What are your objectives?
As I said, first of all to continue the good work that has been done. Then I will have to identify the next projects. It is still a bit early to talk about these. I need to test the ground, to gather my forces, and to get a clearer idea of a function whose mission I am just discovering. And I must admit that it goes far beyond the position of vice president that I held for 19 years... However, I think it is already important to work on the perception that people may have of the Chamber of Commerce and its usefulness to the entire ecosystem.
Today it is often perceived as a lobby, which takes it away from its primary function. Is that what you are talking about?
Yes, I am. It may be misunderstood, but lobbying is done at the level of the sectoral federations--Fedil, ABBL, Aca, CLC, Horeca, etc.--and not at the level of the Chamber of Commerce. I therefore consider that there is a real need for everyone to respect their role and for it to be clearly explained.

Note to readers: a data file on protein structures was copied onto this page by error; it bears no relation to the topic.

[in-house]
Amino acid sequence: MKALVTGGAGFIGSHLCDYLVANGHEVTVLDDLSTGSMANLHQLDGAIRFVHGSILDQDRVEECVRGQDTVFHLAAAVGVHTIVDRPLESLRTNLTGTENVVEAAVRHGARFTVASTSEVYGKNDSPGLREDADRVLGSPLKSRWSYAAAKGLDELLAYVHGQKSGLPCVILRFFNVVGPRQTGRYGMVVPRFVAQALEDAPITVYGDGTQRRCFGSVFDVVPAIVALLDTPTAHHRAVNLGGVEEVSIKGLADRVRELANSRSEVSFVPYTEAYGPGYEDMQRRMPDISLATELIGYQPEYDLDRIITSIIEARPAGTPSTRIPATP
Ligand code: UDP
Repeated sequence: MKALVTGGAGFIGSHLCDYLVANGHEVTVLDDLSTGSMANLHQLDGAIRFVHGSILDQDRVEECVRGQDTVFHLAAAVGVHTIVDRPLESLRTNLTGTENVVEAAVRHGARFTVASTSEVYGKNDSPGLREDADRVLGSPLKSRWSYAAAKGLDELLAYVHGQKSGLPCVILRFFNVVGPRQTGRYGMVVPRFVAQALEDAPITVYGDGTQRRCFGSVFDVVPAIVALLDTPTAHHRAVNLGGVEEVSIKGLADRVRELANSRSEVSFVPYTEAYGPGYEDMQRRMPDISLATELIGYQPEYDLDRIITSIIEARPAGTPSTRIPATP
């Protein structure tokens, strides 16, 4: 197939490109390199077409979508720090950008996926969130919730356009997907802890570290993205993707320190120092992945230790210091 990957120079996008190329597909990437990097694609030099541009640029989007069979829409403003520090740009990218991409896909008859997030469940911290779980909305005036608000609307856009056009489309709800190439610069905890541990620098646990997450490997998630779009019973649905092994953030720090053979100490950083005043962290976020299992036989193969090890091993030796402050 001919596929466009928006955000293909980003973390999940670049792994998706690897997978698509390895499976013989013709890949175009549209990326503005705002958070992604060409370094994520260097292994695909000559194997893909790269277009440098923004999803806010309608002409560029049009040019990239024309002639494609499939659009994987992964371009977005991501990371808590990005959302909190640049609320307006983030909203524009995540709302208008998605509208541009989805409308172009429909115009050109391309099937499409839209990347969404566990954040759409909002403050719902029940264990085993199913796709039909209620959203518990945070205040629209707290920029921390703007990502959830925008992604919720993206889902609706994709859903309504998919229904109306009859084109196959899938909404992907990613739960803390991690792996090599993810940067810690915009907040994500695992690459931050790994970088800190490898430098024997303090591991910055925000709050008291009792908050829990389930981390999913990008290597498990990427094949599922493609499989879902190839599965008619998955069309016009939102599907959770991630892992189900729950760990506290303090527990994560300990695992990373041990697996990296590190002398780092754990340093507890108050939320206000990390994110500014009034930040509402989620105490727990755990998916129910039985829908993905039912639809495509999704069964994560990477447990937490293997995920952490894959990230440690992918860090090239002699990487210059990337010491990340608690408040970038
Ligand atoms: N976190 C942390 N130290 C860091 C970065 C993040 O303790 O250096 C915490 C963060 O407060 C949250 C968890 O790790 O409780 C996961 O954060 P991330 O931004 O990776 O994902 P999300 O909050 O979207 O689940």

I would like to say that I am going to resign from the vice presidency of the Confédération luxembourgeoise du commerce.
Doesn't the concern come from the fact that the same people are often found in the various institutions?
This is indeed a concern. In fact, I would like to say that I am going to resign from the vice presidency of the Confédération luxembourgeoise du commerce (CLC). I consider that the president of the Chamber of Commerce must be neutral. However, I will certainly appoint a vice president to represent the trade sector from which I come. And I will ask the ABBL to do the same for the financial sector. So that we have a vice presidency with four members, with Alain Rix (hotel and catering) and Valérie Massin (industry) remaining in place.